Introducing Salon’s Central Asia correspondent

A Muslim born in India, a woman traveling alone in Pakistan, a Westerner covering the war against the West, Asra Nomani sees the fault lines of the post-Sept. 11 world from many angles.


Introducing Salon's Central Asia correspondent

Salon is proud to introduce Asra Nomani, our Central Asia correspondent who recently arrived in Lahore, Pakistan. Nomani will cover the intensifying war against terrorism from the region, with frequent news and culture dispatches for Salon.

A staff reporter with the Wall Street Journal, Nomani is on leave to write her first book, about the ancient art of Tantra, to be published by HarperCollins next year. But when she got the news about the Sept. 11 attack on the Pentagon and World Trade Center, by terrorists immediately assumed to be linked with Saudi exile Osama bin Laden, she knew the conflict would draw her back to the region.

A Muslim born in India, Nomani grew up in Morgantown, W.Va., where her father helped start Morgantown’s only mosque. She traveled to visit family in Pakistan at 18, wanting to learn more about her religion and culture, and later returned for marriage. As an Indian-born Muslim, a woman traveling alone in Pakistan, a Westerner covering the war against the West, Nomani is well situated to describe the fault lines of the post-Sept. 11 world from many angles.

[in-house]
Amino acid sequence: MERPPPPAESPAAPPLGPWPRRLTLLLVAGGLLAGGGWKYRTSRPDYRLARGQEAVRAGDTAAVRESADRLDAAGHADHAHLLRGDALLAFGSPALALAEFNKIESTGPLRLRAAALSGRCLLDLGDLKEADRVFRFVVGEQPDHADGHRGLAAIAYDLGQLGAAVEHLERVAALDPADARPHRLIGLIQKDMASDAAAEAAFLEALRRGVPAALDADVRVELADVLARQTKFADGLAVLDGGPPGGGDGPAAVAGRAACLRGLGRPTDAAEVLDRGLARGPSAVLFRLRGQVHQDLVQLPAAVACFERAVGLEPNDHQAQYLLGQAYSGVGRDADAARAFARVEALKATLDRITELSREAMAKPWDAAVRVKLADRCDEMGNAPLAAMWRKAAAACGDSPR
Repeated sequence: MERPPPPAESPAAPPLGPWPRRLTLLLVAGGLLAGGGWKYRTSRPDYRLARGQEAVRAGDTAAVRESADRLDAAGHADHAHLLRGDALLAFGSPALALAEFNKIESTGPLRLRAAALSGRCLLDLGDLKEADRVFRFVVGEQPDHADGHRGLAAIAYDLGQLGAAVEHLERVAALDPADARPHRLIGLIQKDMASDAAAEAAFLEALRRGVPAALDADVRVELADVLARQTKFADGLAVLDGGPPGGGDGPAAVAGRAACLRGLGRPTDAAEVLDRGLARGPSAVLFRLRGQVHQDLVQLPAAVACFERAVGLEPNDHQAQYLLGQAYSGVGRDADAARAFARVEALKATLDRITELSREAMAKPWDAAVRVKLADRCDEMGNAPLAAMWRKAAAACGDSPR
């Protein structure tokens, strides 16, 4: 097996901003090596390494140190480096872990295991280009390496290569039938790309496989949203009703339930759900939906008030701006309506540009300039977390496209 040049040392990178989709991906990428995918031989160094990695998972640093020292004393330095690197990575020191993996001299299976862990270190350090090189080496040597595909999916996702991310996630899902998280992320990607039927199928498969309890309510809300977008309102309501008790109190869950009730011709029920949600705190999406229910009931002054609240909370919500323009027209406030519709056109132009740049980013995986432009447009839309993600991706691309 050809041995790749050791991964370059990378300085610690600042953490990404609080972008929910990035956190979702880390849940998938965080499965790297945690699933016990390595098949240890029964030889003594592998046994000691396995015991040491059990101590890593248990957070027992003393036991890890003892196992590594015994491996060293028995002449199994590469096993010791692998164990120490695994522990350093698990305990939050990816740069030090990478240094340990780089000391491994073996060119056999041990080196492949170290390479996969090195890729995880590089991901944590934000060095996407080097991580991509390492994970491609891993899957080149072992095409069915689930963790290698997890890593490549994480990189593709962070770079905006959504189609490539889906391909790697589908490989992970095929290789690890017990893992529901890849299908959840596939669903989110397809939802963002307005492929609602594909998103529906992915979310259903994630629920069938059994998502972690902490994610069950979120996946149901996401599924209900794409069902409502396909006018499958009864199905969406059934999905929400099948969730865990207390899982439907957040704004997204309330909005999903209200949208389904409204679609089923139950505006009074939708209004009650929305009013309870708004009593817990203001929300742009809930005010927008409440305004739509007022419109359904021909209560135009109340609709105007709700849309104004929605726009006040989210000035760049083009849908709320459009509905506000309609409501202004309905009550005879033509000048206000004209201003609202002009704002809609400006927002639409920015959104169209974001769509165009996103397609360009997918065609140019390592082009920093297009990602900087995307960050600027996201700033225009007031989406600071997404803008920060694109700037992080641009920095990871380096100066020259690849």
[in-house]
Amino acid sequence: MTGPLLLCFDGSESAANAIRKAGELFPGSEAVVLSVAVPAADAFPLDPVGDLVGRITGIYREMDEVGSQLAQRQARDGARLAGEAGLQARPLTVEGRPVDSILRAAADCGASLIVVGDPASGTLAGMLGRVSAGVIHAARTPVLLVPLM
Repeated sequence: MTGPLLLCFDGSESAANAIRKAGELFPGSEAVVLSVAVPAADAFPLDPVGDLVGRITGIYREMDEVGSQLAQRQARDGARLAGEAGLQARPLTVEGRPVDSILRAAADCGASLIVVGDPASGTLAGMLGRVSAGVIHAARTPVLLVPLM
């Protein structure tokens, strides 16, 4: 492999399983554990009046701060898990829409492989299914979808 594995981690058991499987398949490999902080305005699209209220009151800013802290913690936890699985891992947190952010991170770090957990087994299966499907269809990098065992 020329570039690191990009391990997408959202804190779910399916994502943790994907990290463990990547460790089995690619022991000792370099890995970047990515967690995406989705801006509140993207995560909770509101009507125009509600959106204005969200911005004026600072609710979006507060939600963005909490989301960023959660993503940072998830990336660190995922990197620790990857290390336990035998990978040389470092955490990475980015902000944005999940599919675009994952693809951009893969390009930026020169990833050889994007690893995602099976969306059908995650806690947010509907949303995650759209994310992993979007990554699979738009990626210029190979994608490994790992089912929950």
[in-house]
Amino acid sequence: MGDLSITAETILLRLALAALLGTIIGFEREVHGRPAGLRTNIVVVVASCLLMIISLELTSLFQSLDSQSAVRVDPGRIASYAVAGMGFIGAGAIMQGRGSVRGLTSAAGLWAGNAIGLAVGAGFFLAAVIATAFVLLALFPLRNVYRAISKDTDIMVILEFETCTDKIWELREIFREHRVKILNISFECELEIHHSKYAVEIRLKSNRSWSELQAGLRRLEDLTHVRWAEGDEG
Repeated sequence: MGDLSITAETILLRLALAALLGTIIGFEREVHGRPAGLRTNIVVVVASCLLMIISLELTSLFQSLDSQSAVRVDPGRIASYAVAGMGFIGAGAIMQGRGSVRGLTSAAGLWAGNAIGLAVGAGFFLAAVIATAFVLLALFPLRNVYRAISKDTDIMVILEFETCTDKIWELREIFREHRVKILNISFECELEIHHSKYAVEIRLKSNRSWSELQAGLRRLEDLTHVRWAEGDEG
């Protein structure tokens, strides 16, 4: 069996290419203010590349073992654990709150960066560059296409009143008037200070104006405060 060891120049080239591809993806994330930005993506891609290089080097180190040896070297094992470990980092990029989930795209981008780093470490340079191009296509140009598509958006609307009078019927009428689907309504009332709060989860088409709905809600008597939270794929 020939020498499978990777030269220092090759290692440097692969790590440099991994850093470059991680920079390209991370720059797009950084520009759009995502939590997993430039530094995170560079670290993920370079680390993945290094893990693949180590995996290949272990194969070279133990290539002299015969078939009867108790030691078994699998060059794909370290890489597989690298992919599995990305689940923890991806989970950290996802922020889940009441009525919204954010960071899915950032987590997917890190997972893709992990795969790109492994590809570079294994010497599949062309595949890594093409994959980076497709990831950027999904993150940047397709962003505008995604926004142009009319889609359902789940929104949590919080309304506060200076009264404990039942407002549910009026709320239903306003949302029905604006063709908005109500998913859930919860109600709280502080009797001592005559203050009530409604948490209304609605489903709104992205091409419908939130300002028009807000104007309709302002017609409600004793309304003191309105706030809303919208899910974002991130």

In her own words: “To go back now, and report on a country — a faith, really — under extreme scrutiny from the entire world, I would have to journey again to Islamabad, this time without the silence I accepted as a new bride. This time, with a voice. I will eventually go again to where I spent my wedding night, the Islamabad Marriott, now the hub for foreign journalists covering the war. And in the process, I’ll try to report not only what is happening on the ground in a country that warily, but dutifully, is supporting its ally, the United States, but also try to figure out this emerging conflict between cultures, East vs. West, Muslim vs. the world, it seems, that has become a subtext of this entire battle.”

Salon welcomes her singular voice to the many struggling to make sense of those conflicts in the weeks and months to come.

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